Thinking: There hasn’t been much time to think recently. I can feel whatever thoughts are generated pinging around the inside of my head like trapped moths. Mostly, at the moment, I’m trying to get up the gall to write the chapter that includes the key scene of my novel-in-progress. It’s not a sex scene, before you ask, but it’s going to be awfully difficult and I think I’m psyching myself out about it, a little. I know how to lead up to it, and I know how to approach the scene itself, but I need whoever reads this book to be really convinced of the protagonist’s state of mind in order for it to make sense, and I can’t quite let go and trust that I’ve done enough. Any advice?!

Three Things: October 2018

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With thanks to Paula of Book Jotter for hosting—new participants always welcome!

Reading: I read so much less this month while I was in the States (five books over two weeks), and you know what? It felt great. It’s never been like that before. I’ve always felt vaguely guilty about slowing my pace, although it happens every time I go to stay with family. This time, it was perfect. Perhaps it’s time that I admitted it: professional reading is wonderful, but it’s exhausting. Just because I can read five books in a working week doesn’t mean I always should. And in the meantime? Apple picking, mountain hiking, cheese-eating, wine and cider-drinking, dress shopping, downtown strolling, coffee sipping, novel writing, movie-watching, TV-lounging, dog-petting. Most of all, spending time with my family (both extended and immediate), and with some stalwart old friends.

Looking: The West Wing is available in the US on Netflix, which is not the case in the UK. During a weekend in which my parents left me alone in the house while they drove to New York to see my brother in a play (I couldn’t go; I had a wedding to attend), I watched the entire first season in two days and started the second. The show was always basically fantasy, but it is now, astonishingly, a period piece. There’s a moment – not a big one, in the grand mythology of The West Wing, but it stuck out to me – where the press secretary, CJ Cregg (played with impeccable wit and weirdness by Allison Janney), informs the White House Press Corps that the President has done a certain thing despite not being legally obliged to do it. It turns out that this isn’t true: the law does, in fact, require him to do what he’s done. There is agonizing in the communications department about this. CJ is really worried about it; although no one is likely to find out or be hurt by it, it matters enormously to her and to her colleagues. I nearly had to turn the TV off for a minute just to absorb the fundamental integrity of that, and to consider the absurd, mendacious shitshow of the current White House press secretary, not to mention her predecessor. Imagine Sarah Huckabee Sanders being worried about having lied to the press. Imagine Sean Spicer even noticing that he’d lied to the press. Jesus wept.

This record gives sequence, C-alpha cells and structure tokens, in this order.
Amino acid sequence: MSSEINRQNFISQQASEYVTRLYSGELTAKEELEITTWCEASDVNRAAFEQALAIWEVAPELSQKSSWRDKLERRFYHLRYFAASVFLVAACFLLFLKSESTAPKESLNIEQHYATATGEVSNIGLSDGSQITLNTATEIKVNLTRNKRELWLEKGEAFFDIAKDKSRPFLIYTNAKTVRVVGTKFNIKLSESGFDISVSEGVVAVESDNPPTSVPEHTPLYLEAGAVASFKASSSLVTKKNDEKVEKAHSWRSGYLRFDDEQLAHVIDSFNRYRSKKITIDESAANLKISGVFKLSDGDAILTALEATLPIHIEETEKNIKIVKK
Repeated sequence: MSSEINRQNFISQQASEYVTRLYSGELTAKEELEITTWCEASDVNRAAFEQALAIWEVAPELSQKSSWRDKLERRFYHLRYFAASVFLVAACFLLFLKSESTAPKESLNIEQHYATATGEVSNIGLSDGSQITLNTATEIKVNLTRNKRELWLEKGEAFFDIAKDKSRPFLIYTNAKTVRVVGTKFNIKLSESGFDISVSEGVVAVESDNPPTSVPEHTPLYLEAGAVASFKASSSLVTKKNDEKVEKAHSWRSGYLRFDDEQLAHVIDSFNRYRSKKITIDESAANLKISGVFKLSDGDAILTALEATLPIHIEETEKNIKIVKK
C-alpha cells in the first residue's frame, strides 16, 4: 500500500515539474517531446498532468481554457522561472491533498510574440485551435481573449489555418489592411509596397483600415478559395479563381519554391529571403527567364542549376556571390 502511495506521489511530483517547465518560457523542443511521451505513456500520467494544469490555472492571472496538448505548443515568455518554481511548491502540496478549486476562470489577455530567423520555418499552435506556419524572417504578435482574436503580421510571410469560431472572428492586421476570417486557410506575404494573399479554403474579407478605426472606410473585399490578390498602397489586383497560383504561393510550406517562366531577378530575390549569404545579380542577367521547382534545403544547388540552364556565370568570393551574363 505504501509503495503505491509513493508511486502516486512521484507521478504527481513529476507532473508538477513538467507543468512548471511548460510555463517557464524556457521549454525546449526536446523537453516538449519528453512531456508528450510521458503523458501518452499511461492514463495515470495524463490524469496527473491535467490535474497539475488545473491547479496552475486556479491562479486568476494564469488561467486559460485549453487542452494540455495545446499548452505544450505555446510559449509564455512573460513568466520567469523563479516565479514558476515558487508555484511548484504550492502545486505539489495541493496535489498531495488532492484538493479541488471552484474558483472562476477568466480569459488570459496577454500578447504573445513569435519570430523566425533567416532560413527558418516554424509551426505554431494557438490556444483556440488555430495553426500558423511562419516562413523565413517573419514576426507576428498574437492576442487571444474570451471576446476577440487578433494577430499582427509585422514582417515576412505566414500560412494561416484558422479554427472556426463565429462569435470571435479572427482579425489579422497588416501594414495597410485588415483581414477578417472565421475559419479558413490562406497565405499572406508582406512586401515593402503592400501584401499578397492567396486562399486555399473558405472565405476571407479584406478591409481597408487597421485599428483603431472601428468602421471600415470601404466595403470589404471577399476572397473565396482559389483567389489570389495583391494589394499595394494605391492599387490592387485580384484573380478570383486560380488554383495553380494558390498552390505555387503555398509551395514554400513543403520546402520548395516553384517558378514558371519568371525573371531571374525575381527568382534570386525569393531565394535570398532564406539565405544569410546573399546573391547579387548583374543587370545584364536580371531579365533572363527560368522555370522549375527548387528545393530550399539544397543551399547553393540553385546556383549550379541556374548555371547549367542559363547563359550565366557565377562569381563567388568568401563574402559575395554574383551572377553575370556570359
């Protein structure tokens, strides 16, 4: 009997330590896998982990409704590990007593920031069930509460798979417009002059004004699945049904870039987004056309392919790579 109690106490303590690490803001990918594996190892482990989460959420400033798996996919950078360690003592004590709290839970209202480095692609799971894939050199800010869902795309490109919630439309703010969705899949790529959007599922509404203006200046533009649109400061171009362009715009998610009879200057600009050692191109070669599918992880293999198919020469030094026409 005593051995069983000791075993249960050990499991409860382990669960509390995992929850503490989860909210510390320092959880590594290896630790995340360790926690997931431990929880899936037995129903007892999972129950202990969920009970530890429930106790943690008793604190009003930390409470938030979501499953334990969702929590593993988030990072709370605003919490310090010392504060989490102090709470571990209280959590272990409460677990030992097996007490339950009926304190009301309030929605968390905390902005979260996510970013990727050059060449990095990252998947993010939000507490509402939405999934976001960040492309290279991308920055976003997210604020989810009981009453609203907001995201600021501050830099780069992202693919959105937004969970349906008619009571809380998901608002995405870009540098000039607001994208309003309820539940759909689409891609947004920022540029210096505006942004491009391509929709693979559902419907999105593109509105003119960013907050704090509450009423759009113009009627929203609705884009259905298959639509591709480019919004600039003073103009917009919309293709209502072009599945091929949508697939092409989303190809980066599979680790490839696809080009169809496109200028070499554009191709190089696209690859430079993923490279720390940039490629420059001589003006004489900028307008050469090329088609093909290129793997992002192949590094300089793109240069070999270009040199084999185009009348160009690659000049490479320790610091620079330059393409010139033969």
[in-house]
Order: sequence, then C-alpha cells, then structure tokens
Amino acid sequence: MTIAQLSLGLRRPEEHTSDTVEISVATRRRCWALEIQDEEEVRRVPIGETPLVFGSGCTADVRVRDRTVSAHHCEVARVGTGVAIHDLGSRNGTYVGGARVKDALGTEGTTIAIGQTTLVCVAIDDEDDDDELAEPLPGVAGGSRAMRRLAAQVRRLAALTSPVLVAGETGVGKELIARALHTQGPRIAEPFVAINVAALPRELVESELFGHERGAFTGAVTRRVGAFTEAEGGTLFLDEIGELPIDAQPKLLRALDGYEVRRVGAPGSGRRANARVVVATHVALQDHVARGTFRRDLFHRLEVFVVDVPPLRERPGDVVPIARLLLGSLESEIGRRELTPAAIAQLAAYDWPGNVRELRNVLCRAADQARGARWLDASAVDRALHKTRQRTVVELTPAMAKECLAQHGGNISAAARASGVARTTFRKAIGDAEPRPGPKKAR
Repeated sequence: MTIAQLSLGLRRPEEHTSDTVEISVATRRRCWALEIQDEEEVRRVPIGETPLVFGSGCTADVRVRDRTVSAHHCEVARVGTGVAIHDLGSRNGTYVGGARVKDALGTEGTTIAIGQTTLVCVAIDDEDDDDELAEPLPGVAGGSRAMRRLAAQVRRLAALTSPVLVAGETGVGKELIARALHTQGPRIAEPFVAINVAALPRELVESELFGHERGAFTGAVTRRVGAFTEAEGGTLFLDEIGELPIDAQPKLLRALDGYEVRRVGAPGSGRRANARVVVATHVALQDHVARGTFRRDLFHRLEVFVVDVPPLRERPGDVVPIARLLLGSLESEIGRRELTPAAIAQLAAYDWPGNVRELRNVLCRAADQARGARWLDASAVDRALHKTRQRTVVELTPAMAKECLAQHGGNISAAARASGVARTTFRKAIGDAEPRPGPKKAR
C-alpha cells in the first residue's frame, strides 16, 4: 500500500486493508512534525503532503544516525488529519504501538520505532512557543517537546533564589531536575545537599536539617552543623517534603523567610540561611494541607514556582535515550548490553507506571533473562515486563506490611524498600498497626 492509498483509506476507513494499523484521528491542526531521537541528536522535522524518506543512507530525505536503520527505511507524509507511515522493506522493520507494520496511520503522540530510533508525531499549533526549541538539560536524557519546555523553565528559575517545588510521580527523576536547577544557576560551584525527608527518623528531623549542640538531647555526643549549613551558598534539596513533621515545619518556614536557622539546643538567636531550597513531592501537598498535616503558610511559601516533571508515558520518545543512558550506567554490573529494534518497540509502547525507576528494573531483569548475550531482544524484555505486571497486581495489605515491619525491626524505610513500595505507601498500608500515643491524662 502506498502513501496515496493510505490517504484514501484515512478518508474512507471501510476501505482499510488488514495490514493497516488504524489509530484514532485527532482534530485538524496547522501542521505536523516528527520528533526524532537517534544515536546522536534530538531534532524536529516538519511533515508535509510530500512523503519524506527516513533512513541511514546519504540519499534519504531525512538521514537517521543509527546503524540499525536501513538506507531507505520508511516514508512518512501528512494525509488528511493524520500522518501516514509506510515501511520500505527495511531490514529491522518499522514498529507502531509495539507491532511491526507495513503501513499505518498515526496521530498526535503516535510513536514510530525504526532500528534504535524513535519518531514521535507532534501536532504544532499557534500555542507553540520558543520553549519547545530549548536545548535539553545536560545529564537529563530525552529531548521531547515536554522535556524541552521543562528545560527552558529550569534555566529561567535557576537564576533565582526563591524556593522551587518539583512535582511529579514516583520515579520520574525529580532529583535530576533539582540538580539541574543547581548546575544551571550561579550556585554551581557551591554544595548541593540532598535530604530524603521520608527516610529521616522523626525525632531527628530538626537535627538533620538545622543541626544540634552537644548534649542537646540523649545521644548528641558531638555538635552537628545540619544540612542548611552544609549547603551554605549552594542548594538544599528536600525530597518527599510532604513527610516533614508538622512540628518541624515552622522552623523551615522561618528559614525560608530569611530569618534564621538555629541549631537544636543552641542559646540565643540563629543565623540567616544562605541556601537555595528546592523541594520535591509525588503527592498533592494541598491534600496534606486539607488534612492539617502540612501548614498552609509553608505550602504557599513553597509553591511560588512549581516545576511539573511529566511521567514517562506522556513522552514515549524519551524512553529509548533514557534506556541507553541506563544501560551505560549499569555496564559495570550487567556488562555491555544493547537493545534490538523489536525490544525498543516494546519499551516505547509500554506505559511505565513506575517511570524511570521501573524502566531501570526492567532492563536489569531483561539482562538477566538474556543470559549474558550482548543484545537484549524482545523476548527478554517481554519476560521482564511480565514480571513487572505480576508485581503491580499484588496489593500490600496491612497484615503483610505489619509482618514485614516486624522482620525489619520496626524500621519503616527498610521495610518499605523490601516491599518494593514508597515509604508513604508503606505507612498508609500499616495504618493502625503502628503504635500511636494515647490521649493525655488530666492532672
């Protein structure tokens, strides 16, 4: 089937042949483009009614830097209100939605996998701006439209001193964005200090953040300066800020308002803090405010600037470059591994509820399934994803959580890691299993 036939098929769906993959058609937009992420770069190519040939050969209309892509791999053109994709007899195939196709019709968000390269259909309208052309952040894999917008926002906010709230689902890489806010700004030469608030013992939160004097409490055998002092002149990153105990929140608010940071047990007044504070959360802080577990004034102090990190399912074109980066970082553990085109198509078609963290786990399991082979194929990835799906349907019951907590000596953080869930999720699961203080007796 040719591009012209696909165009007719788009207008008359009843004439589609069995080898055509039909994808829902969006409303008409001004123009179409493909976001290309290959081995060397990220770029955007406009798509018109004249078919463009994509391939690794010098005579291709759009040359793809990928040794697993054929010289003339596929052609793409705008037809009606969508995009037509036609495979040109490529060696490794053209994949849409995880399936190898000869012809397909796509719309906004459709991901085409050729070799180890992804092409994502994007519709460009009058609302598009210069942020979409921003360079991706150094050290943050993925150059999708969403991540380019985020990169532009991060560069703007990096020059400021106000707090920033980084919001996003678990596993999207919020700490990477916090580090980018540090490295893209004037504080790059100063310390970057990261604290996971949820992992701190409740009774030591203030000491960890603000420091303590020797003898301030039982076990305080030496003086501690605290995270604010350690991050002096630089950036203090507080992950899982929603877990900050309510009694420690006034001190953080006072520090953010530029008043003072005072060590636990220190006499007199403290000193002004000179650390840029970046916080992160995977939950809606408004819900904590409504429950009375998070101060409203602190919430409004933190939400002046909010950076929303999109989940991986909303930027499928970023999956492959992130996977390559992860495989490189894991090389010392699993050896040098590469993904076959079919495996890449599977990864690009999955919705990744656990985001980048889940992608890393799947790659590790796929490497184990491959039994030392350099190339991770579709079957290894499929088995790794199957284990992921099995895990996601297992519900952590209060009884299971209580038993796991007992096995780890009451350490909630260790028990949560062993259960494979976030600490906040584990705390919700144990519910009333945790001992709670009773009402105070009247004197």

We also went to the cinema en famille and saw First Man, but I don’t actually want to write about it; the more interesting thing that I watched recently was the third episode of the new Doctor Who, which is about Rosa Parks. For the most part I’ve been enjoying the new season of Who: Jodie Whittaker is amazing in a lot of ways, even if she still has to convince me of who her character is now (as opposed to who or what she isn’t). (That said, the writers have built in some acknowledgment of this; more than once this season, we’ve heard her say that she’s still figuring out her personality in this new incarnation.) There are things about the Rosa Parks episode that are weird, though. First of all: no Alabama accent sounds like the ones we heard on screen. Some of the actors came awfully close at times, but…no dice. Second of all: the idea that Rosa Parks’s protest is a fixed point in time without which the civil rights movement would never have happened is categorically false. Was it hugely and immediately symbolic? Yep. Was the curation of that symbolism also pretty carefully planned by people like Dr. King (who makes a cameo appearance in this episode) and other leaders in the black civil rights community? Also yep. I’m not denying Parks’s importance, but I don’t think it’s right to attribute everything that followed to her actions, nor is it right to portray those actions as the result of a purely emotional response to mistreatment. Parks wasn’t the first person to protest bus segregation in this way, but – as in the case of Loving v. Virginia – the NAACP considered her the most promising candidate for seeing through a court challenge after her arrest. I get that it’s hard to put all of civil rights history into a 40-minute episode, but possibly that’s a good reason for thinking really hard before you try to make a 40-minute episode that claims to pinpoint the moment that catalysed all of civil rights history.